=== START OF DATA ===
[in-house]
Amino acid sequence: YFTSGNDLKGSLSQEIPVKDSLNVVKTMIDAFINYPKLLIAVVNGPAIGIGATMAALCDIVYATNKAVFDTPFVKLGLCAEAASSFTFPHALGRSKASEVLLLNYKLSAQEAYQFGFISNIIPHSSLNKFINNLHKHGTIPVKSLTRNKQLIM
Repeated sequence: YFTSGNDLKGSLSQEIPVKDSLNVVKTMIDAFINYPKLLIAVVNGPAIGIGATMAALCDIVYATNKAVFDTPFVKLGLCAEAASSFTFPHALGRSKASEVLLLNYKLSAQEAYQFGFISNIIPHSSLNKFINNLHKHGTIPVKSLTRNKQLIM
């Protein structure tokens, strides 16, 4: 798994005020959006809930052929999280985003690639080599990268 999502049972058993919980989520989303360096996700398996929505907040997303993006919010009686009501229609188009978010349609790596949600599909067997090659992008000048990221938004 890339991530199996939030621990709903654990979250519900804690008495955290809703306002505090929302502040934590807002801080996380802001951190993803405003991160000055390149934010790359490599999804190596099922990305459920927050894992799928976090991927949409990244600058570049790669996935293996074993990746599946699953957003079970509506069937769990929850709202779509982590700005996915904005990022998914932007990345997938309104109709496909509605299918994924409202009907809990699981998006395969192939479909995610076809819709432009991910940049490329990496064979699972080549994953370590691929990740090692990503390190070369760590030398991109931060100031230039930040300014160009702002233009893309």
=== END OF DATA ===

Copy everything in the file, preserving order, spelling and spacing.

[in-house]
Amino acid sequence: YFTSGNDLKGSLSQEIPVKDSLNVVKTMIDAFINYPKLLIAVVNGPAIGIGATMAALCDIVYATNKAVFDTPFVKLGLCAEAASSFTFPHALGRSKASEVLLLNYKLSAQEAYQFGFISNIIPHSSLNKFINNLHKHGTIPVKSLTRNKQLIM
Repeated sequence: YFTSGNDLKGSLSQEIPVKDSLNVVKTMIDAFINYPKLLIAVVNGPAIGIGATMAALCDIVYATNKAVFDTPFVKLGLCAEAASSFTFPHALGRSKASEVLLLNYKLSAQEAYQFGFISNIIPHSSLNKFINNLHKHGTIPVKSLTRNKQLIM
């Protein structure tokens, strides 16, 4: 798994005020959006809930052929999280985003690639080599990268 999502049972058993919980989520989303360096996700398996929505907040997303993006919010009686009501229609188009978010349609790596949600599909067997090659992008000048990221938004 890339991530199996939030621990709903654990979250519900804690008495955290809703306002505090929302502040934590807002801080996380802001951190993803405003991160000055390149934010790359490599999804190596099922990305459920927050894992799928976090991927949409990244600058570049790669996935293996074993990746599946699953957003079970509506069937769990929850709202779509982590700005996915904005990022998914932007990345997938309104109709496909509605299918994924409202009907809990699981998006395969192939479909995610076809819709432009991910940049490329990496064979699972080549994953370590691929990740090692990503390190070369760590030398991109931060100031230039930040300014160009702002233009893309």